Coronavirus Australia: Fashion retailer Mosaic Brands shuts down 288 stories since the start of the pandemic

Women’s clothing store owners Noni B, Rivers and Katies close 288 stores in a retail massacre caused by the pandemic – a day after stationery brand kikki.K collapsed in Australia


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Australian fashion retailer Mosaic Brands has revealed it has closed 288 stores since the start of the pandemic, just a day after beloved stationery brand kikki.K collapsed.

The company, which owns brands such as Rivers, Katies and Noni B, has had to close no fewer than 165 stores since February this year.

“The group continued to work with landlords to adapt our retail rentals to the realities brought on by the pandemic,” the document said, filed with the ASX.

Australian fashion retailer Mosaic Brands, which owns stores such as Rivers, Katies (pictured) and Noni B, revealed in its annual report that it had closed as many as 165 stores since February.

Australian fashion retailer Mosaic Brands, which owns stores such as Rivers, Katies (pictured) and Noni B, revealed in its annual report that it had closed as many as 165 stores since February.

‘That is why the group closed 242 stores in the entire period (financial year 2020-21) where economic lettings could not be realised.’

A market update revealed that the number of store closures had risen significantly from 123 in February to 212 just three months later in May, news.com.au reported.

In a grim prediction of the company’s future, CEO Scott Evans said he expects 500 stores to close.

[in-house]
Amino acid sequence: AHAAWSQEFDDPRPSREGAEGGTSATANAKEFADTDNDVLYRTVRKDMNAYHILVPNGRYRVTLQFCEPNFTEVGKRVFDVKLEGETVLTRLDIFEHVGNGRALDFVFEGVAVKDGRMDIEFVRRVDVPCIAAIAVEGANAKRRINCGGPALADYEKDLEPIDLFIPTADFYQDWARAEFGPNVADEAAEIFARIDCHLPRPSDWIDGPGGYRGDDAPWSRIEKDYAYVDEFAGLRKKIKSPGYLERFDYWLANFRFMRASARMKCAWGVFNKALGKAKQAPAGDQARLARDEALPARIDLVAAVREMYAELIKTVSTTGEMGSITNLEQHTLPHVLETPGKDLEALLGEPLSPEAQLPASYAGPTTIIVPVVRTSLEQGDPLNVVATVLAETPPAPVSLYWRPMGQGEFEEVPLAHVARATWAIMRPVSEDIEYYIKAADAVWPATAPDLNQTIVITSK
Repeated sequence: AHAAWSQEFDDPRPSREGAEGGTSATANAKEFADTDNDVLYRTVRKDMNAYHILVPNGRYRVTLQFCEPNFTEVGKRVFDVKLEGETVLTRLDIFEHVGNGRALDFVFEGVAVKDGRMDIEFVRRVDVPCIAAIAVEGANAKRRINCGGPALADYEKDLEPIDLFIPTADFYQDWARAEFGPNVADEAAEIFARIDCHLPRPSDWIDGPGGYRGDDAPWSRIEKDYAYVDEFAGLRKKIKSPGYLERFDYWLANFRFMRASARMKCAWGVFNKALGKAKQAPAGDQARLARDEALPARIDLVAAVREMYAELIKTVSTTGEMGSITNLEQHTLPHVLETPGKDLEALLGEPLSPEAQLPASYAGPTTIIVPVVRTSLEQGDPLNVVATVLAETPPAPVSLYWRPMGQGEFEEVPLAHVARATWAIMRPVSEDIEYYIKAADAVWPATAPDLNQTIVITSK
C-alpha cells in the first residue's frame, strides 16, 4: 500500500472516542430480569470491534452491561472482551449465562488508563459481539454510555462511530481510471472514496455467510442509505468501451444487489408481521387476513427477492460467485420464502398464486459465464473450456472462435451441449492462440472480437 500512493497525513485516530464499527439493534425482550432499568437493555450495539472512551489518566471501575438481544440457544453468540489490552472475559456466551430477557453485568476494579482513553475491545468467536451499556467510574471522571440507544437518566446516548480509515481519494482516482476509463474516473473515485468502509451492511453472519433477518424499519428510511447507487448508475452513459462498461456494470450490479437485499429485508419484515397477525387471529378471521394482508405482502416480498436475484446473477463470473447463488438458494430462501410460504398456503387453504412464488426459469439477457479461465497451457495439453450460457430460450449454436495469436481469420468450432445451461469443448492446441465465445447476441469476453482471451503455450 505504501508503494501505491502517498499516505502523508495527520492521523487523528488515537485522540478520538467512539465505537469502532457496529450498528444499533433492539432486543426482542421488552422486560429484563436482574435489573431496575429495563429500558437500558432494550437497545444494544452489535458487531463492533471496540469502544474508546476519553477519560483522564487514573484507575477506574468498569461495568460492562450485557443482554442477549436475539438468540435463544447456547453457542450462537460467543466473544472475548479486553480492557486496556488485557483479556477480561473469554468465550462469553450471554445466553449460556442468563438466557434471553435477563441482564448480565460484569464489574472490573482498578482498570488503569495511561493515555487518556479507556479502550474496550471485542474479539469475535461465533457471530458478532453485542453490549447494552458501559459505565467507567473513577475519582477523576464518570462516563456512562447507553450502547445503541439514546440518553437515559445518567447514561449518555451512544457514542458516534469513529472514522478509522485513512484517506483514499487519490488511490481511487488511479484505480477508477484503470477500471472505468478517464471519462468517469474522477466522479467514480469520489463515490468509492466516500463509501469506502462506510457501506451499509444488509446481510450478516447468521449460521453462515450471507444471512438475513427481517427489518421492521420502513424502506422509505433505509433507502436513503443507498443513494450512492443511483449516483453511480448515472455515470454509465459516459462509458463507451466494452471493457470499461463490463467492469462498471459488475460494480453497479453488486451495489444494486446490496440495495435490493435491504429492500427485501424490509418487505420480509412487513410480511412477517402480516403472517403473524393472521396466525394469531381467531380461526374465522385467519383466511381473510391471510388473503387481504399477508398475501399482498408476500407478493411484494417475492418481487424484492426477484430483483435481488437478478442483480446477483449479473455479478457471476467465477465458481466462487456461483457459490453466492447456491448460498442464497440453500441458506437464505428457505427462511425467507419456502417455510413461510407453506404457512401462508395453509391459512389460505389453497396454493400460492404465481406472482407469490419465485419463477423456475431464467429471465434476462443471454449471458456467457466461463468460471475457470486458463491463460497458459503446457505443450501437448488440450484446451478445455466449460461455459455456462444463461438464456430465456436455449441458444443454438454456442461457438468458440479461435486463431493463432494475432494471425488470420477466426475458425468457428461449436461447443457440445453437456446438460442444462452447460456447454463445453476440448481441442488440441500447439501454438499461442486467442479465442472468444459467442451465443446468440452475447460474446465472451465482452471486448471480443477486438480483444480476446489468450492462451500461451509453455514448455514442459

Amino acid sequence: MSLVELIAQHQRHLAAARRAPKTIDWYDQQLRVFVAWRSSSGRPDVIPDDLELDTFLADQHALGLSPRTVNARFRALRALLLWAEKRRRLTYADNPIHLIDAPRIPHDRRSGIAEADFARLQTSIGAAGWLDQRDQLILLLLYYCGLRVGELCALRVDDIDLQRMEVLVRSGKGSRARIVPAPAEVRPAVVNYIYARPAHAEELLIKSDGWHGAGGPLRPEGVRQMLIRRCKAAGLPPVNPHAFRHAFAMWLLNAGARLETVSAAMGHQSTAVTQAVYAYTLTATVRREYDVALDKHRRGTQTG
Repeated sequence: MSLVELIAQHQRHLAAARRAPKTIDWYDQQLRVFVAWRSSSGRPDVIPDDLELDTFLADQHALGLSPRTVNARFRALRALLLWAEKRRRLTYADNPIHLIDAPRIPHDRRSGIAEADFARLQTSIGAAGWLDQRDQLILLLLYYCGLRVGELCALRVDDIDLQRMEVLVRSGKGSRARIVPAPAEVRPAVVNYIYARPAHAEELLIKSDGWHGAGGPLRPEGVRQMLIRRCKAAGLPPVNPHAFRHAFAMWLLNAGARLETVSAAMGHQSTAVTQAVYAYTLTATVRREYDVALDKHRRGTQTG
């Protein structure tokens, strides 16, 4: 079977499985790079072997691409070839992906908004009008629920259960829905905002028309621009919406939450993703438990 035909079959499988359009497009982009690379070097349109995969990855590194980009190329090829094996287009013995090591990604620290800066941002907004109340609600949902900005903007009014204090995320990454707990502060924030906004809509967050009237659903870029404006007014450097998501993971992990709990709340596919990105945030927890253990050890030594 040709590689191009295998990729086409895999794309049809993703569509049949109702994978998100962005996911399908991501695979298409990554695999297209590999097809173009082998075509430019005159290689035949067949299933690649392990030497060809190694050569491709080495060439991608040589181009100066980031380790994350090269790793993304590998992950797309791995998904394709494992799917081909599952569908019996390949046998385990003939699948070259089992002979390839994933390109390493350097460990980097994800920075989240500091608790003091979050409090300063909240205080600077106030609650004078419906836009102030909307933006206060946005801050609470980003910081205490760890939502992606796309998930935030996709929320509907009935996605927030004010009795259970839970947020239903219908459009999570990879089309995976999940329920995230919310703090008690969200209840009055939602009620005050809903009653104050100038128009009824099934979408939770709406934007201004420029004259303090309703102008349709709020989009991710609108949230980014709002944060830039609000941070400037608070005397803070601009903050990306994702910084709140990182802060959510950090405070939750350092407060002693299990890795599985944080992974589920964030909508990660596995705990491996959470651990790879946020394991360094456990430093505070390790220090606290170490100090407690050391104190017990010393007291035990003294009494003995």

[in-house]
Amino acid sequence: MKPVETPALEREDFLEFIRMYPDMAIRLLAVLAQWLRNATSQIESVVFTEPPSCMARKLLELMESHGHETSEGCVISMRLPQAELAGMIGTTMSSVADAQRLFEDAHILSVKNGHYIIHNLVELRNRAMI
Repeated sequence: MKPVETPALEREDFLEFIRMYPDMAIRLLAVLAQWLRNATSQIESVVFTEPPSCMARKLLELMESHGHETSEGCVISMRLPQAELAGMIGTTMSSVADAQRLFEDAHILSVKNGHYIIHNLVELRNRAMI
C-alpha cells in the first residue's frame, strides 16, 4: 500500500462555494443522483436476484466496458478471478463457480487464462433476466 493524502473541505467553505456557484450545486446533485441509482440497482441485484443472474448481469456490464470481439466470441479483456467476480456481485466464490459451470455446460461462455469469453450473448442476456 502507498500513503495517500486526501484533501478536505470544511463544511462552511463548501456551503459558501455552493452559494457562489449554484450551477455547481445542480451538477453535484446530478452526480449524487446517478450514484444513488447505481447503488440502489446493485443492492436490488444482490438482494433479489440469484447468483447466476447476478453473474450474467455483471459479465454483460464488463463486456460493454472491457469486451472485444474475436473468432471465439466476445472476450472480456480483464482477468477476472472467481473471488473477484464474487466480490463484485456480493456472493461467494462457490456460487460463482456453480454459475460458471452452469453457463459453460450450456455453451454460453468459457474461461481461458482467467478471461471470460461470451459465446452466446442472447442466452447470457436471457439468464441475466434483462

The report attributes the massive closure to stubborn landlords who had “pre-pandemic expectations” and refused to cut rents.

President Richard Facioni revealed the dismal update during the company’s latest corporate presentation, trying to put a positive spin on the closures.

Mr Facioni defended the move, saying the company has acted “quickly and defensively” in the face of the unpredictable Covid-19 pandemic.

He said Mosaic Brands took the lead as a leader “in publicly addressing non-commercial and inflexible leases that the pandemic has highlighted.”

The chairman said a series of tough decisions have been made to steer the company in the right direction, including increasing margins, reducing inventory and preserving cash.

Mr Facioni said his company was one of the hardest hit by the pandemic and had suffered greatly in the retail massacre that followed.

The company – which also oversees retailers Crossroads, Autograph, Rivers, Millers and W.Lane – still operates 1,091 stores across Australia.

More to come.

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